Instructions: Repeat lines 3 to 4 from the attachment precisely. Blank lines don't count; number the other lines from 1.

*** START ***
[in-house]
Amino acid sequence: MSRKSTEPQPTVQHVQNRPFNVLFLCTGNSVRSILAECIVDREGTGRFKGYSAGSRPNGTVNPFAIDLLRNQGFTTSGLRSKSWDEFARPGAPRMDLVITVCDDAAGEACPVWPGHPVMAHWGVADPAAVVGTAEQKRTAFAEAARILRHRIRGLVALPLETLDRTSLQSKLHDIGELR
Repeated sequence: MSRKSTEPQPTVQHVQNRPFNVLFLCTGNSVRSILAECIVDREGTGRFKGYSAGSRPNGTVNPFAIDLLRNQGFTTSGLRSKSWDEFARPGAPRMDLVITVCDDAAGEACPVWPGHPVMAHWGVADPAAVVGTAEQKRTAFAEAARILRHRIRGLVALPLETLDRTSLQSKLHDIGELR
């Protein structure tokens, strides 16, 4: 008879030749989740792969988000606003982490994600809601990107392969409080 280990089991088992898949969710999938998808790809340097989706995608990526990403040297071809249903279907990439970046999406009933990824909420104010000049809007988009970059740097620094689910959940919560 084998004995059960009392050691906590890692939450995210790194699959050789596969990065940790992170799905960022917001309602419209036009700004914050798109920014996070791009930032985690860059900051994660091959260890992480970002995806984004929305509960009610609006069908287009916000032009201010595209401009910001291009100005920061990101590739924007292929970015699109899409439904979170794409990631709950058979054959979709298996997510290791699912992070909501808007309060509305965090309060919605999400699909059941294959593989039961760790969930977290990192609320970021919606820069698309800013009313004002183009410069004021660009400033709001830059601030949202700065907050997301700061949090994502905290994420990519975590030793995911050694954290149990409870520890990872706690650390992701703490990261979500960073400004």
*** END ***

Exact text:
Repeated sequence: MSRKSTEPQPTVQHVQNRPFNVLFLCTGNSVRSILAECIVDREGTGRFKGYSAGSRPNGTVNPFAIDLLRNQGFTTSGLRSKSWDEFARPGAPRMDLVITVCDDAAGEACPVWPGHPVMAHWGVADPAAVVGTAEQKRTAFAEAARILRHRIRGLVALPLETLDRTSLQSKLHDIGELR
């Protein structure tokens, strides 16, 4: 008879030749989740792969988000606003982490994600809601990107392969409080 280990089991088992898949969710999938998808790809340097989706995608990526990403040297071809249903279907990439970046999406009933990824909420104010000049809007988009970059740097620094689910959940919560 084998004995059960009392050691906590890692939450995210790194699959050789596969990065940790992170799905960022917001309602419209036009700004914050798109920014996070791009930032985690860059900051994660091959260890992480970002995806984004929305509960009610609006069908287009916000032009201010595209401009910001291009100005920061990101590739924007292929970015699109899409439904979170794409990631709950058979054959979709298996997510290791699912992070909501808007309060509305965090309060919605999400699909059941294959593989039961760790969930977290990192609320970021919606820069698309800013009313004002183009410069004021660009400033709001830059601030949202700065907050997301700061949090994502905290994420990519975590030793995911050694954290149990409870520890990872706690650390992701703490990261979500960073400004």